4. What data are you collecting on my students? And how are you keeping it private?
Federal rules on student data privacy require the IT department to follow certain standards, and they may also ask teachers to think about privacy of student data. Parents are increasingly concerned about who can see information on their children and want to know that hackers cannot change a student’s grade or enter false information into the online student records. FERPA is a federal law requiring privacy of certain student education information in both print and digital format. Parents don’t want school records to be found from a Google search! An organization for K–12 IT directors called CoSN teamed with Data Quality Campaign to provide 10 principles for using and safeguarding students’ personal information.
5. Can you consolidate my passwords so I have only one to remember?
Some teachers have accounts on more than a dozen different sites. Signing in and out of these takes too much time every day. Many IT directors are going to “Single Sign-On” to make this easier and faster for both teachers and students. You get a username and password, and that gives you access to various materials.
If you are chair of the math department, you may have access to some resources that other math teachers don’t. If a student is in Algebra 1 class, she gets access to the teacher- or district-assigned Algebra I resources. The IT department sets up rules about various roles to decide who gets access to which resources that the district has provided. Likewise, your students don’t have to have multiple IDs and passwords. They can sign in and the system knows what courses they are in and what software the teacher has them using. While it may take just 15 or 20 seconds to sign into each account, over a week’s time this simplifying will save both teachers and students time.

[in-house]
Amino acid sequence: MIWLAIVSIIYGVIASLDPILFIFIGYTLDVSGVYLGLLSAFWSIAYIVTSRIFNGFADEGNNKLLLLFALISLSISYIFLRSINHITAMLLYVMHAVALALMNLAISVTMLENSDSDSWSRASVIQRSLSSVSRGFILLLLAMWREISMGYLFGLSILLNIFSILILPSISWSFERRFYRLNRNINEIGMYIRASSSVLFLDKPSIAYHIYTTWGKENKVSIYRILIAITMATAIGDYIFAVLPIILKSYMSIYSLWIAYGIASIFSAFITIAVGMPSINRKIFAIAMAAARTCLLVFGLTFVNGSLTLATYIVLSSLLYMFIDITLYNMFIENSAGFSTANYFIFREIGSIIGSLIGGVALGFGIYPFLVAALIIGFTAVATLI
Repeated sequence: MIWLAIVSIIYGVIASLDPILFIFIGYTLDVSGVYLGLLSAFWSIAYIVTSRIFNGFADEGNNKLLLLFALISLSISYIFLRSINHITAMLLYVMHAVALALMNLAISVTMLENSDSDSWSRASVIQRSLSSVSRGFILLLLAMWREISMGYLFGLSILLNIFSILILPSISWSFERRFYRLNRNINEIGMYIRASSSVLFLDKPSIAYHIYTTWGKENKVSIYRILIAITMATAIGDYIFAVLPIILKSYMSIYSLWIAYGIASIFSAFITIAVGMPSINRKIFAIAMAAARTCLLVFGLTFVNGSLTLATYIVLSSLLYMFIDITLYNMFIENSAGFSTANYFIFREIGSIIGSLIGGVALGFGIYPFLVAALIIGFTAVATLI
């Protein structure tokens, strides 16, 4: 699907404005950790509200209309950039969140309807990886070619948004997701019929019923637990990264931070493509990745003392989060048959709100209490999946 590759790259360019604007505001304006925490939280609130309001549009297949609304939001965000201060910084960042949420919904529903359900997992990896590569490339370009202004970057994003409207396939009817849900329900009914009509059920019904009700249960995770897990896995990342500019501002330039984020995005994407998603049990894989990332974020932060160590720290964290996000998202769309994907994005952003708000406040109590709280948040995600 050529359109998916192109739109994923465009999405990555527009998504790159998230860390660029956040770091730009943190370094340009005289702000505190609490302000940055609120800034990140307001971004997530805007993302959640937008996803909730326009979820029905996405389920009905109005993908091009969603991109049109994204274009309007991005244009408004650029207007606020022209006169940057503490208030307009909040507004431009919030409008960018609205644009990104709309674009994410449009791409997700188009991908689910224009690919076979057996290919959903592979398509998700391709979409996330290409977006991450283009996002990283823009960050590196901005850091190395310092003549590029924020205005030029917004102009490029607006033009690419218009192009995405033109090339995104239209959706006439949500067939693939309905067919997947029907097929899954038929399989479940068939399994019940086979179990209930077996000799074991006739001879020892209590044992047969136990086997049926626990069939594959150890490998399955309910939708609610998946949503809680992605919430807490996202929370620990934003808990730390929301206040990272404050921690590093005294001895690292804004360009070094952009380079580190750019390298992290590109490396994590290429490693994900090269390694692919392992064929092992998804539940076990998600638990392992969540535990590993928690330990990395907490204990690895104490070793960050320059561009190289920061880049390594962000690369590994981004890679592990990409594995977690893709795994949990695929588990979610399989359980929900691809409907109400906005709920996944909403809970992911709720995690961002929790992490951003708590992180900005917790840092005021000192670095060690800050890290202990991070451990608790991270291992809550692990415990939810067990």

6. Will the underlying structure of the school’s technology support what my students and I need to use in school?
Technology has developed quickly, delivering more firepower for less cost. While some schools and districts try to fix old systems, education leaders are redesigning and taking advantage of new strategies that simultaneously increase speed and reliability and decrease costs. The Leominster High School IT staff reviewed and refreshed their IT infrastructure to comply with new standards and to provide students with reliable wireless access and Internet connectivity in school. Working with skilled technology partners, they updated their storage and network system to allow for more virtual learning and faster, better Internet access.
Susquehanna Township School District in Pennsylvania wanted to build a more secure, flexible centralized network that would allow for BYOD access and deliver virtual desktops. The new infrastructure provided this power at half the cost of the former plan, while allowing for growth as new technologies come into schools.
Questions like these six have led IT directors to focus their attention on Education Enterprise Architecture. Using these concepts, they can plan and implement more seamless, integrated, powerful and inexpensive ways to provide the increasing number of technology resources that educators and students want to use. Learn more about this concept in a two-page brief from the U.S. Department of Education.